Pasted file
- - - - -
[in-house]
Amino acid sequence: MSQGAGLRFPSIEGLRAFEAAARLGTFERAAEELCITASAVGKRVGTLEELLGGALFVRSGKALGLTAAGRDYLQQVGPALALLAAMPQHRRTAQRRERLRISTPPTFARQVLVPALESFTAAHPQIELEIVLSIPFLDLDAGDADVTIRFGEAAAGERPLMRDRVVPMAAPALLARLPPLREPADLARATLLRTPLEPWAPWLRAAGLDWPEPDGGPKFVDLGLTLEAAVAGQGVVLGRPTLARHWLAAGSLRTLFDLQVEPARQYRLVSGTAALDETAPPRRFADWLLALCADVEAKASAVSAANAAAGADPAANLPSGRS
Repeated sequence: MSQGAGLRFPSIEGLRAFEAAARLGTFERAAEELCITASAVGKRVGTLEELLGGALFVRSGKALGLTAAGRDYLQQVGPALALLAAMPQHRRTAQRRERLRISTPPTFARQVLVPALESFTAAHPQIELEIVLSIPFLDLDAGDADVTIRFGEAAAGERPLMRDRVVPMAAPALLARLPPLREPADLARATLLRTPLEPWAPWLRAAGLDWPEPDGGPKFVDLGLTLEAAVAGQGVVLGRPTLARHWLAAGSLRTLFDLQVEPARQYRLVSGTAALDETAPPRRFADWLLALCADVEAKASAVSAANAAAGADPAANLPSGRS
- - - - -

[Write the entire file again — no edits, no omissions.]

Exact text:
[in-house]
Amino acid sequence: MSQGAGLRFPSIEGLRAFEAAARLGTFERAAEELCITASAVGKRVGTLEELLGGALFVRSGKALGLTAAGRDYLQQVGPALALLAAMPQHRRTAQRRERLRISTPPTFARQVLVPALESFTAAHPQIELEIVLSIPFLDLDAGDADVTIRFGEAAAGERPLMRDRVVPMAAPALLARLPPLREPADLARATLLRTPLEPWAPWLRAAGLDWPEPDGGPKFVDLGLTLEAAVAGQGVVLGRPTLARHWLAAGSLRTLFDLQVEPARQYRLVSGTAALDETAPPRRFADWLLALCADVEAKASAVSAANAAAGADPAANLPSGRS
Repeated sequence: MSQGAGLRFPSIEGLRAFEAAARLGTFERAAEELCITASAVGKRVGTLEELLGGALFVRSGKALGLTAAGRDYLQQVGPALALLAAMPQHRRTAQRRERLRISTPPTFARQVLVPALESFTAAHPQIELEIVLSIPFLDLDAGDADVTIRFGEAAAGERPLMRDRVVPMAAPALLARLPPLREPADLARATLLRTPLEPWAPWLRAAGLDWPEPDGGPKFVDLGLTLEAAVAGQGVVLGRPTLARHWLAAGSLRTLFDLQVEPARQYRLVSGTAALDETAPPRRFADWLLALCADVEAKASAVSAANAAAGADPAANLPSGRS